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Buy To Let Tax Changes April 2017

Buy To Let Tax Changes April 2017

14th March 2017

We are now fast approaching the second phase of the Government’s crackdown on private Buy-to-Let landlords, with the restriction on the lucrative tax relief claimed on rental properties. The first, being the rise in Stamp Duty for 2nd home and investment purchases which came into effect following last spring’s budget. This had the desired effect of slowing down the stampede and probably stopping many cautious or first time investment purchasers, but many seasoned and canny buyers realised that the long term forecast for the housing market, especially in the south east, is likely to continue its upward trend and whilst the additional costs are a burden, the capital growth is the prize.

Currently a private landlord can offset the whole of their mortgage interest, council tax, insurance, property repairs and maintenance, legal, management, letting agent fees, ground rent, other property related expenses and even interest on loans used to purchase furniture, against the profit they make on their rental income; substantially reducing their tax liability.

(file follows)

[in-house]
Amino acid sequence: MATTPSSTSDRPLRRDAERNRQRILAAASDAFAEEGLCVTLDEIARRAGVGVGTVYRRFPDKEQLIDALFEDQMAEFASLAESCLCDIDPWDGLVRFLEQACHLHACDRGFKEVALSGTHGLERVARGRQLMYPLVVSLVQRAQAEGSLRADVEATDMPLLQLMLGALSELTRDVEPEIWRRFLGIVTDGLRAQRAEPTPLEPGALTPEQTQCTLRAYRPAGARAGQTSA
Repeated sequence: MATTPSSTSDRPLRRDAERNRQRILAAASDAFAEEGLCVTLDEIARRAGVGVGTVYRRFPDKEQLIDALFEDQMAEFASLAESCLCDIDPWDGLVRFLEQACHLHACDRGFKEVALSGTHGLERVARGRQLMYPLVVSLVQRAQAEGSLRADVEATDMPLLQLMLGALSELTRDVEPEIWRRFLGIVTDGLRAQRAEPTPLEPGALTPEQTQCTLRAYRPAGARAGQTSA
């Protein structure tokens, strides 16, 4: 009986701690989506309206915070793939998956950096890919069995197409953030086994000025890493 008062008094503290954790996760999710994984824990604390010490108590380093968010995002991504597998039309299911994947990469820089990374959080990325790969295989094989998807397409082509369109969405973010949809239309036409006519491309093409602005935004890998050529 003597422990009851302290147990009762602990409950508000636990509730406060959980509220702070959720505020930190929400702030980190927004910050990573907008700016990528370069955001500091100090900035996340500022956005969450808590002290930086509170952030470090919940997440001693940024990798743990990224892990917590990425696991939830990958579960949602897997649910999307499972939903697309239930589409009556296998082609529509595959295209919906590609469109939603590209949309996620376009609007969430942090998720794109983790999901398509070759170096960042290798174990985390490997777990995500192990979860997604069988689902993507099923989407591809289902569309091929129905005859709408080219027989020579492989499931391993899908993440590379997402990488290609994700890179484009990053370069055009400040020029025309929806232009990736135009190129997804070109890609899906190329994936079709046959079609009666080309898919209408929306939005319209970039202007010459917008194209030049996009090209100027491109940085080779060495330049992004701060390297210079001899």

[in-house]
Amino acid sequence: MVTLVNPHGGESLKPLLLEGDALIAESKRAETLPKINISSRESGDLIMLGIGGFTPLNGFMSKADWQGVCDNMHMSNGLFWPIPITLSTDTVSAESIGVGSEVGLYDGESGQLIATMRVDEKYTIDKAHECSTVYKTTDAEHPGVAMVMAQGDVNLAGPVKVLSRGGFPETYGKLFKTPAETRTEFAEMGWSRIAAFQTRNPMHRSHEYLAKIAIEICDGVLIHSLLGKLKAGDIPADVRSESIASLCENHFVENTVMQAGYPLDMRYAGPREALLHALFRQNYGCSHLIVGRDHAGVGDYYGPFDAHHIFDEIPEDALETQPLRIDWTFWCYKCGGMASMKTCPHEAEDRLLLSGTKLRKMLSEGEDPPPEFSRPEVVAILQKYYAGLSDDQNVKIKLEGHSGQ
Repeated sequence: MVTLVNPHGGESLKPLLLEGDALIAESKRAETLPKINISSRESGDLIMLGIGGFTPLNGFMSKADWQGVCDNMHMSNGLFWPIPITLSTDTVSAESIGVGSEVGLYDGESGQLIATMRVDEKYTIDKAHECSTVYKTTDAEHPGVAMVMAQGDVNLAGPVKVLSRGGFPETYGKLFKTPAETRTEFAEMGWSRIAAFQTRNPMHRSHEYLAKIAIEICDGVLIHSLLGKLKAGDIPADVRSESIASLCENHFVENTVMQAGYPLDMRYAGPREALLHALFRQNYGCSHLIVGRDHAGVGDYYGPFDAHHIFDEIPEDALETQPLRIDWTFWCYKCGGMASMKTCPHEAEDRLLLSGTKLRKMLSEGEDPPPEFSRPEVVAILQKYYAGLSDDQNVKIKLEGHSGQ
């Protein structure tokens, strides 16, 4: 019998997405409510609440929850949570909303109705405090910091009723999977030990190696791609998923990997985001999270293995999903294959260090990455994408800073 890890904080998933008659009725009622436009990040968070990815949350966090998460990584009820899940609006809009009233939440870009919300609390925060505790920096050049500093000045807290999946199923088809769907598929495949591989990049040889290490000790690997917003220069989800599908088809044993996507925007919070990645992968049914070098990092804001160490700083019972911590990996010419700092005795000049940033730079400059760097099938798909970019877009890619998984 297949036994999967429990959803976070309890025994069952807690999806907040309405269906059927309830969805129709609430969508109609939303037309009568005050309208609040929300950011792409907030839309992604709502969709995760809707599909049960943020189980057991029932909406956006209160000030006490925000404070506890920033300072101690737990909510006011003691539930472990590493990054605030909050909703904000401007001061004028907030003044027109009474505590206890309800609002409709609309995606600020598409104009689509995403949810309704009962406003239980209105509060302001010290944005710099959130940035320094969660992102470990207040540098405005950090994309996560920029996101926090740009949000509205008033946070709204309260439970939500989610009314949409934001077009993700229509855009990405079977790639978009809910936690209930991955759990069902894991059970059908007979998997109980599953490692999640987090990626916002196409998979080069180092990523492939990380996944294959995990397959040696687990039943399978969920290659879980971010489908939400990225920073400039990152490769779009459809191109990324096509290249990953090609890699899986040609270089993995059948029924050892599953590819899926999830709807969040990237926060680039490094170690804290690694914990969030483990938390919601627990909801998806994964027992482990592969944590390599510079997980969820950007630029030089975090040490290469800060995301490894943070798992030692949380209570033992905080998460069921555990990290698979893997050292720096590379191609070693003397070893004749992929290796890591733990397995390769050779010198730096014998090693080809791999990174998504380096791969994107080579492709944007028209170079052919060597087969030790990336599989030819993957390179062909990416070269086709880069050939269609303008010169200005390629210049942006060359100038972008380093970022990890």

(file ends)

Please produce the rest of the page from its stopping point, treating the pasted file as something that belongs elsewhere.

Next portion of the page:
How Will The Changes Work?

The new changes will come into effect with the start of the new tax year commencing April 2017, with the amount that can be off set against tax, stepping down by 25% each year until reaching zero in 2020. From 2020 Private landlords will be liable to pay tax at their prevailing income tax band on the whole of the rental income and will only be able to claim basic rate tax relief (20%).

These changes will have the greatest implication for the higher rate taxpayer but could also affect those paying the basic rate of tax. Under the new rules, income will now be calculated before the deduction in interest relief (allowing for the 25% step down each year between 2017-2020) that could when added to your employment or any other income, push you into the higher 40% tax bracket and also have implications on Child Benefit and Income Tax Credits.

 

Reduction In Mortgage Interest Allowance

  • 2017-2018 = 25% Reduction
  • 2018-2019 = 50% Reduction
  • 2019-2020 = 75% Reduction
  • 2020 onwards = 100% Reduction

 

Examples

We’ve illustrated some examples above on what the tax changes will look like, which are based upon a property purchased at £300,000 with an annual rental income of £12,000 and a £240,000 mortgage incurring £10,800 interest per annum.

 

What Effect Will This Have On The Market?

We are already seeing a slow down in purchase of properties for buy-to-let purposes, but this has given way to an increase in the number of first-time-buyer purchases. We expect the strong demand for properties in this sector to continue for the foreseeable future.